Inhibition of NF-kappaB-dependent T cell activation abrogates acute allograft rejection.

Finn PW, Stone JR, Boothby MR, Perkins DL
J Immunol. 2001 167 (10): 5994-6001

PMID: 11698479 · DOI:10.4049/jimmunol.167.10.5994

Using a heterotopic model of transplantation, we investigated the role of T cell activation in vivo during allograft rejection in I-kappaB(DeltaN)-transgenic mice that express a transdominant inhibitor of NF-kappaB in T cells. Our results show indefinite prolongation of graft survival in the I-kappaB(DeltaN)-transgenic recipients. Interestingly, at the time of rejection of grafts in wild-type recipients, histology of grafts in the I-kappaB(DeltaN)-transgenic recipients showed moderate rejection; nevertheless, grafts in the I-kappaB(DeltaN) recipients survived >100 days. Analysis of acute phase cytokines, chemokine, chemokine receptors, and immune responses shows that the blockade of NF-kappaB activation in T cells inhibits up-regulation of many of these parameters. Interestingly, our data also suggest that the T cell component of the immune response exerted positive feedback regulation on the expression of multiple chemokines that are produced predominantly by non-T cells. In conclusion, our studies indicate NF-kappaB activation in T cells is necessary for acute allograft rejection.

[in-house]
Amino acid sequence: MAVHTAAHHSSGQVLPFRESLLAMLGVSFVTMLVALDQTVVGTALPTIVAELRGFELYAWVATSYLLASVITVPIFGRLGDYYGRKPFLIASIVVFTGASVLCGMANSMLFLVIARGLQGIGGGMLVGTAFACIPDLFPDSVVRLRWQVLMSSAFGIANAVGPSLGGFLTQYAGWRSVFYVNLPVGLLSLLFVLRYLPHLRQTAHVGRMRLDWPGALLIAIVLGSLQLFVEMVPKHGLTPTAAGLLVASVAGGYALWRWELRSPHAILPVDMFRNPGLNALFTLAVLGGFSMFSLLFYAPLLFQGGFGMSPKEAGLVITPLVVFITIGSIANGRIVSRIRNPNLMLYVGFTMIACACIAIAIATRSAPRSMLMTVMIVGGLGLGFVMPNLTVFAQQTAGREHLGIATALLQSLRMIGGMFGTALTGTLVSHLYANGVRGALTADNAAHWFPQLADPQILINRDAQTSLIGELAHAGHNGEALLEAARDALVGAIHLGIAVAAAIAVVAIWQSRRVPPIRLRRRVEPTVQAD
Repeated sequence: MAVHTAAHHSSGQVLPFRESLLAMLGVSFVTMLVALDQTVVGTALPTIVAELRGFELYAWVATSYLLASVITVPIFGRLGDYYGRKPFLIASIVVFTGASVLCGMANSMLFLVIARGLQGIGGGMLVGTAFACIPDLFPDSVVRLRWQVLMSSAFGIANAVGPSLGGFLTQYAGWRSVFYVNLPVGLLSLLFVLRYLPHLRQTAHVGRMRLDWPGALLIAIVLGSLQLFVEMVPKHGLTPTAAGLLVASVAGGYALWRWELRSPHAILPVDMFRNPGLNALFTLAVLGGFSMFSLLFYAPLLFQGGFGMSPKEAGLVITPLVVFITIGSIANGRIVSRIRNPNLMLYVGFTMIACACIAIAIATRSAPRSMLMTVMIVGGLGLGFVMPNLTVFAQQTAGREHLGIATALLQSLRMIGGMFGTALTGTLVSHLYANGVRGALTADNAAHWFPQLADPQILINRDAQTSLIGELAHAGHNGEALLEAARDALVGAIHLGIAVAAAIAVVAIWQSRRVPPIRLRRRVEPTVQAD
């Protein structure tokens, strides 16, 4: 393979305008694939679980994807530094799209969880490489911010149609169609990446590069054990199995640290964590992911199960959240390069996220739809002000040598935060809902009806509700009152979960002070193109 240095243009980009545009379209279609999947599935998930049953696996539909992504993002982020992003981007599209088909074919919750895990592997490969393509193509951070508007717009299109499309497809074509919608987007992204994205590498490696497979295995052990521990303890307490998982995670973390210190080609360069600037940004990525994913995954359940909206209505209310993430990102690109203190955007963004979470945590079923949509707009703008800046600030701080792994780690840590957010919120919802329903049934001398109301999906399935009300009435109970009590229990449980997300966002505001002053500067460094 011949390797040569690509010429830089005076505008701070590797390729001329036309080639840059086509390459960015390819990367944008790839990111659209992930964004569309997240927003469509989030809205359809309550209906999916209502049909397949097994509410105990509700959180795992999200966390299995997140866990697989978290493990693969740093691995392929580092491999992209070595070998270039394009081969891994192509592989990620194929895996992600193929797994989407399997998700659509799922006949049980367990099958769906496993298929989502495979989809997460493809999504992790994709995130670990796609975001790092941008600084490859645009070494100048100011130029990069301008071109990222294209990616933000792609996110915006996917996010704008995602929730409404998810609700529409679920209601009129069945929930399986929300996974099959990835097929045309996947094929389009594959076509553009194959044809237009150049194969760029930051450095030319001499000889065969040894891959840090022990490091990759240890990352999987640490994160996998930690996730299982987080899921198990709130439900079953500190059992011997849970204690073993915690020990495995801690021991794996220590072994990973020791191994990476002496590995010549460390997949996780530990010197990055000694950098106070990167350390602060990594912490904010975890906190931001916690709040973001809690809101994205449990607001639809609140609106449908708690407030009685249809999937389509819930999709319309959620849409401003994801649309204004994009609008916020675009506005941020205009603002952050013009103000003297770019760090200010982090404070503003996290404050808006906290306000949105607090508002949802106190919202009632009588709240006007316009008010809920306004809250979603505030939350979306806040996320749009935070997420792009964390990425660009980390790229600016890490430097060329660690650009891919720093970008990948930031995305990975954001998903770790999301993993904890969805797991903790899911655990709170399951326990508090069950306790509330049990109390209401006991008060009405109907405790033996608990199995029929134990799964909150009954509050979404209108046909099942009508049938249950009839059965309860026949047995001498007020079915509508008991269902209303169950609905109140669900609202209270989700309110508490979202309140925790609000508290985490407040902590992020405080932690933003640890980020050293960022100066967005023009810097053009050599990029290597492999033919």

MeSH Terms (20)

Acute-Phase Reaction Animals Chemokines Cytokines Graft Enhancement, Immunologic Graft Rejection Graft Survival I-kappa B Proteins Isoantigens Kinetics Lymphocyte Activation Male Mice Mice, Inbred BALB C Mice, Inbred C57BL Mice, Transgenic NF-kappa B Receptors, Chemokine RNA, Messenger T-Lymphocytes

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